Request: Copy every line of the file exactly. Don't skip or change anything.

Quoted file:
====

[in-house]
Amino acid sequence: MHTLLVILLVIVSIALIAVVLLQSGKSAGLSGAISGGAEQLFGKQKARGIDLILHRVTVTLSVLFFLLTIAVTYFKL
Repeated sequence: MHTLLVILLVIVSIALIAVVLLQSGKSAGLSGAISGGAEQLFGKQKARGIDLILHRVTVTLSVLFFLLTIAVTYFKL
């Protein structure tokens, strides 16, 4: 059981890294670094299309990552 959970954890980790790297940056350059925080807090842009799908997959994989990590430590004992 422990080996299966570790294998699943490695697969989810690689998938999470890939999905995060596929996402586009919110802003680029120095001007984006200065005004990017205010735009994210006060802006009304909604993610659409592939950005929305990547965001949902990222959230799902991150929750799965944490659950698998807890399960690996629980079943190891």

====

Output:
[in-house]
Amino acid sequence: MHTLLVILLVIVSIALIAVVLLQSGKSAGLSGAISGGAEQLFGKQKARGIDLILHRVTVTLSVLFFLLTIAVTYFKL
Repeated sequence: MHTLLVILLVIVSIALIAVVLLQSGKSAGLSGAISGGAEQLFGKQKARGIDLILHRVTVTLSVLFFLLTIAVTYFKL
């Protein structure tokens, strides 16, 4: 059981890294670094299309990552 959970954890980790790297940056350059925080807090842009799908997959994989990590430590004992 422990080996299966570790294998699943490695697969989810690689998938999470890939999905995060596929996402586009919110802003680029120095001007984006200065005004990017205010735009994210006060802006009304909604993610659409592939950005929305990547965001949902990222959230799902991150929750799965944490659950698998807890399960690996629980079943190891």